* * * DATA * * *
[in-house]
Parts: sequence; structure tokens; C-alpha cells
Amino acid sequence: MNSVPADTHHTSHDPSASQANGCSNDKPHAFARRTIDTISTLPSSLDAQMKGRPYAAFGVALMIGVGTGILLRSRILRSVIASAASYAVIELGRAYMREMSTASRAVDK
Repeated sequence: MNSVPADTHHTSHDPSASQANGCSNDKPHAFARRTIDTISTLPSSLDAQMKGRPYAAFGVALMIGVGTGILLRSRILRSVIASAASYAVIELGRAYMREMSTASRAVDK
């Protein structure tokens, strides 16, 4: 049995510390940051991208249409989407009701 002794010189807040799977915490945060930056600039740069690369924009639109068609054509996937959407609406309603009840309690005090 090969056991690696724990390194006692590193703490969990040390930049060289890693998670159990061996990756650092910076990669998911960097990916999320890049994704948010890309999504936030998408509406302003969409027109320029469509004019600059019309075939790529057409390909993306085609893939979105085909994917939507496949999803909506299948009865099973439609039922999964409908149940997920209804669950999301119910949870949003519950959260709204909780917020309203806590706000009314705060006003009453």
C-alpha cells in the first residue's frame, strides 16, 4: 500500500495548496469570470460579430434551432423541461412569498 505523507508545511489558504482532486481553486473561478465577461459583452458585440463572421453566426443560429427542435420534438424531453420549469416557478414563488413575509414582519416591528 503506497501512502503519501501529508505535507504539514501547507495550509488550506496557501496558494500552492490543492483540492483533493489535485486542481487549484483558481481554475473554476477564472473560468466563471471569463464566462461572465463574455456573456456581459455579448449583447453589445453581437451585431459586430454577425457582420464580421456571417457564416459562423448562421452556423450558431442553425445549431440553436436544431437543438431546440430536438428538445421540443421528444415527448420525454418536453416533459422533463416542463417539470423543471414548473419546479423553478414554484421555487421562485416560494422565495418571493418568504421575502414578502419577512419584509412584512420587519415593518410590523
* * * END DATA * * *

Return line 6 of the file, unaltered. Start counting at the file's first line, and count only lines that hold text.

C-alpha cells in the first residue's frame, strides 16, 4: 500500500495548496469570470460579430434551432423541461412569498 505523507508545511489558504482532486481553486473561478465577461459583452458585440463572421453566426443560429427542435420534438424531453420549469416557478414563488413575509414582519416591528 503506497501512502503519501501529508505535507504539514501547507495550509488550506496557501496558494500552492490543492483540492483533493489535485486542481487549484483558481481554475473554476477564472473560468466563471471569463464566462461572465463574455456573456456581459455579448449583447453589445453581437451585431459586430454577425457582420464580421456571417457564416459562423448562421452556423450558431442553425445549431440553436436544431437543438431546440430536438428538445421540443421528444415527448420525454418536453416533459422533463416542463417539470423543471414548473419546479423553478414554484421555487421562485416560494422565495418571493418568504421575502414578502419577512419584509412584512420587519415593518410590523